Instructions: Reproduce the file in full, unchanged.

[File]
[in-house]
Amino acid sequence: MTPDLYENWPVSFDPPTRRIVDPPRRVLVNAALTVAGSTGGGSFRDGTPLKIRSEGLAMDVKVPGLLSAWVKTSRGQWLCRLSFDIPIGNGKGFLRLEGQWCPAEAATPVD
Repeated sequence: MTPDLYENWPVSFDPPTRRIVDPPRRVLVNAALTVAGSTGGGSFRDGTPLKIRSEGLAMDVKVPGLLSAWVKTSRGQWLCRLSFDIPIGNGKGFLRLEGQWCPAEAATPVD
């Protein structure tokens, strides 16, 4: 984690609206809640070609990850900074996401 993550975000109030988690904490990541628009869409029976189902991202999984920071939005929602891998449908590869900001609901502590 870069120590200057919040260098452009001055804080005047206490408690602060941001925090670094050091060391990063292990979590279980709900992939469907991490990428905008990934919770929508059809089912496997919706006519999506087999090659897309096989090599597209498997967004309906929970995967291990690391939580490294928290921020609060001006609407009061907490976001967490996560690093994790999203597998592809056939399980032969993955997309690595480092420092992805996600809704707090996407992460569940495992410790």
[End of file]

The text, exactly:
[in-house]
Amino acid sequence: MTPDLYENWPVSFDPPTRRIVDPPRRVLVNAALTVAGSTGGGSFRDGTPLKIRSEGLAMDVKVPGLLSAWVKTSRGQWLCRLSFDIPIGNGKGFLRLEGQWCPAEAATPVD
Repeated sequence: MTPDLYENWPVSFDPPTRRIVDPPRRVLVNAALTVAGSTGGGSFRDGTPLKIRSEGLAMDVKVPGLLSAWVKTSRGQWLCRLSFDIPIGNGKGFLRLEGQWCPAEAATPVD
């Protein structure tokens, strides 16, 4: 984690609206809640070609990850900074996401 993550975000109030988690904490990541628009869409029976189902991202999984920071939005929602891998449908590869900001609901502590 870069120590200057919040260098452009001055804080005047206490408690602060941001925090670094050091060391990063292990979590279980709900992939469907991490990428905008990934919770929508059809089912496997919706006519999506087999090659897309096989090599597209498997967004309906929970995967291990690391939580490294928290921020609060001006609407009061907490976001967490996560690093994790999203597998592809056939399980032969993955997309690595480092420092992805996600809704707090996407992460569940495992410790």